House Republicans have proposed a bill to "strengthen FHA" by raising the minimum down payment for FHA loans from 3.5 percent to 5 percent.
They also want to prohibit FHA borrowers from financing their closing costs and to lower the limits on FHA loans (FHA's maximum loan limits are already scheduled to fall in October. The bill suggests making them even lower).
If approved, the bill could significantly increase the upfront costs of buying a home with an FHA mortgage.
But if you are on the market for a home and have just finished saving enough money for a 3.5 percent down payment, there is no need to panic -- yet.
The proposal is just a draft at this point and is expected to face great resistance when legislators start discussing it Wednesday during an Insurance, Housing and Community Opportunity Subcommittee hearing.
Ron Phipps, president of The National Association of Realtors, a strong opponent of the bill, is scheduled to testify during the hearing.
He says NAR supports "reforms to strengthen the program" but "changes should not be made at consumers' expense by drastically impacting the affordability and availability of mortgage capital."
A higher down payment requirement would only increase "the number of creditworthy borrowers ineligible for home ownership and does little to reduce risk of default," he says.
Proponents of the bill say by having more skin in the game borrowers would be less likely to default, which would help improve FHA's finances and protect taxpayers.
Yeah, too bad they are a few years and some $700 billion late.
Why didn't legislators think of introducing this bill in say, 2004, when FHA was insuring mortgages for lenders who gave out loans with their eyes closed? Maybe it's because they were too busy pushing for the Zero Downpayment Act of 2004.
Ironically, on March 24 2004, members of a former housing subcommittee sat in the same room where this bill is scheduled to be discussed Wednesday, and talked about why they thought FHA should insure loans with no down payments.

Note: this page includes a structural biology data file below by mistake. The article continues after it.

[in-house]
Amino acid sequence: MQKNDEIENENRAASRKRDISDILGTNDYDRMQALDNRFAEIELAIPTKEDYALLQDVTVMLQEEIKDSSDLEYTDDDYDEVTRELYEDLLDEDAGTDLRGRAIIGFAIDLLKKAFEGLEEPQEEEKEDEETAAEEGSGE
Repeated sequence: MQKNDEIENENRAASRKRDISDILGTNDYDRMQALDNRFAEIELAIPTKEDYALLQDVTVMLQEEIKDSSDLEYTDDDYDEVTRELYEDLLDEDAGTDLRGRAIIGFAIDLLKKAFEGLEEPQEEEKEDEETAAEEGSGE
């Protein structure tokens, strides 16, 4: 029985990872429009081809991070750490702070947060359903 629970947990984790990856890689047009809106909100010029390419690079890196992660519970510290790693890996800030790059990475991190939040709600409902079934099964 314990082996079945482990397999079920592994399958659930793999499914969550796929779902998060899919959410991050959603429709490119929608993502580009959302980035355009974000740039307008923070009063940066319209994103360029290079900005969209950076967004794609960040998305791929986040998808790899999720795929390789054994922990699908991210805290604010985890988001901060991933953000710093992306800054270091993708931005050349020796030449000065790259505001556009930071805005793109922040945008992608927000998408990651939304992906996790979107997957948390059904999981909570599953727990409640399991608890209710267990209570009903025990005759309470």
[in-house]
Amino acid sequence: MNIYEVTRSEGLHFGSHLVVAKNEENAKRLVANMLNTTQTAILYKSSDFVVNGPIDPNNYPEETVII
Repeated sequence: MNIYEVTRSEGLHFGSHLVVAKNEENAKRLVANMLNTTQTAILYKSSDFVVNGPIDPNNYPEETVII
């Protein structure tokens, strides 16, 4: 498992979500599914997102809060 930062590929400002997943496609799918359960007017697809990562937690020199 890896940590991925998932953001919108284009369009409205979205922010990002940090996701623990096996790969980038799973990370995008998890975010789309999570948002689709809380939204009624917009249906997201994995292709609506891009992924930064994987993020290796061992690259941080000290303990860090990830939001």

This is a statement John Weicher, who was then Assistant Secretary for Housing and Federal Housing Commissioner at HUD, made on that day:
Under this new program, FHA will insure 100 percent of the cost to acquire the home for first-time home buyers. We would allow them to finance the full purchase price, as well as all of the closing costs. Potential home buyers would not have to make the minimum down payment of 3 percent that is required in our regular Home Mortgage Insurance Program.
Studies have consistently shown that the single biggest obstacle to homeownership for most families is the inability to come up with enough cash to meet down payment and closing costs. Many potential home buyers pay the equivalent of a monthly mortgage in rent, but are unable to save toward a down payment on a home. … This Administration is committed to helping all Americans address this barrier to homeownership. … We are proud of this effort, and we are proud of the results.
And he had plenty of other proud supporters. Here is the transcript if you're in the mood.